(Credit: Associated Press)
Almost everyone is familiar with emoji, which are popular icons that are displayed in the sms-messages, e-mails and social media platforms. Emoji are often used as fun and light-hearted additions to the text, or to soften the blow of a message.
Emoji can be viewed as overly simplistic in some contexts. For example, the government was asked as Minister of Foreign affairs Julie Bishop has conducted an interview with just emoji, and described Russian President Vladmir Putin with an angry face.
A 2017 study revealed that the use of emoji in work e-mails, and impaired perception of competency.
But emoji can be taken very seriously in the context of the law. The use of emoji is a challenge for lawyers, judges, and legislators in different countries. In a legal context, emoji are becoming more recognised, not as a joke or ornament, but as a legitimate form of literacy.
Making a criminal threat via emoji
Perhaps the most disturbing use of emoji by their use in interpersonal messages in which it is unclear whether they change or strengthening of a prima facie criminal threat.
In New Zealand, a court considered the role of emoji in a Facebook message sent by a man to his ex-partner. The man wrote, “you are going to get it”, followed by a plane emoji.
The conclusion that the message and emoji generally that the defendant was “coming to get” his ex-partner, the court sentenced the accused to 8 months in prison on charges of stalking.
In 2016, a court in France convicted a young man of threatening his ex-girlfriend through a text message sent by the mobile phone. The court has held that shooting a gun emoji meant that the message amounted to a “death threat in the form of an image”. The court sentenced the defendant to six months imprisonment imposed and 1,000 euro fine.
The problem has also occurred in a number of cases in the US. In Virginia in 2015, a high school student was charged with computer harassment and intimidation of employees of the school. She had several messages on her Instagram account, the combining of text with emoji (a gun, a knife and a bomb).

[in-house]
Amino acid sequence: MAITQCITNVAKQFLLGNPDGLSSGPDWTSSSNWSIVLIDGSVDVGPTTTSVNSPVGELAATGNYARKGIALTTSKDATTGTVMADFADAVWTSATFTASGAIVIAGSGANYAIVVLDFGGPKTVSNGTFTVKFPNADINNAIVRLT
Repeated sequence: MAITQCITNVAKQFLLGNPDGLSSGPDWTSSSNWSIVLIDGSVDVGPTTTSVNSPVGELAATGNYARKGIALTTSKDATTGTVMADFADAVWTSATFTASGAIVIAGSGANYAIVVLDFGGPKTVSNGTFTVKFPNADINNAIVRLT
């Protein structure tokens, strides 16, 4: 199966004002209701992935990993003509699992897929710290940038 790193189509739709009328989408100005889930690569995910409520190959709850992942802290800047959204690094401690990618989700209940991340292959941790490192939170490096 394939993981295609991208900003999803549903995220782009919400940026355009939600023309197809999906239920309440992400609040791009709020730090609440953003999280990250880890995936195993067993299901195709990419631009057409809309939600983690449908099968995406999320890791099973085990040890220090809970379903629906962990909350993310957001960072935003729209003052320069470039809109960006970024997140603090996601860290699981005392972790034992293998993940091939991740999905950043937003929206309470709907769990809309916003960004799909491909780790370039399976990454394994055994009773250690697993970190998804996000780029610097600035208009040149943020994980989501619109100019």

The student claimed that they had never intended to be a threat and that the messages had been a joke.
In the same year, a 17-year-old in New York was charged with making a terrorist threat on his Facebook page after the posting of a police officer emoji and three guns in the direction of the.
The prosecutor claimed that the message is a clear threat to the police due to several factors:
• the identification of a class of victims (the police)
• repeated use of the gun emoji
• the placement of the emoji weapons close to the emoji of the officer’s head
• the fact that other violent messages were posted by the student earlier the same evening.
However, a grand jury failed to indict the defendant, at least in part because of concerns about whether the post really demonstrated that there is intent.
Liability in other threat cases, it is easier to set up. A high school student was convicted of making a criminal threat after she sent a series of tweets including a variety of emoji weapons.
Her claim that the tweets were meant to be a joke had failed.
Perhaps the highlight of emoji liability is occurred in a case in Spartanburg County, South Carolina. The suspects, who had previously physically attacked the victim, sent him a message, consisting of only emoji: fist, followed by a pointed finger, followed by an ambulance.
Thereafter, they were arrested for stalking. And, what was the threat in their message? That the victim would be beaten (fist) to the (pointed finger) in hospital (ambulance).
It is perhaps not surprising that those who are guilty of issuing criminal threats via emoji are all relatively young; after all, many studies identify that under the 30 as the most productive digital communicators.
With claims that more than 9 million Australians use of emoji, the determination of their meaning in a particular communication becomes more and more evident as an important legal issue.
This story was previously published in the news.com.au.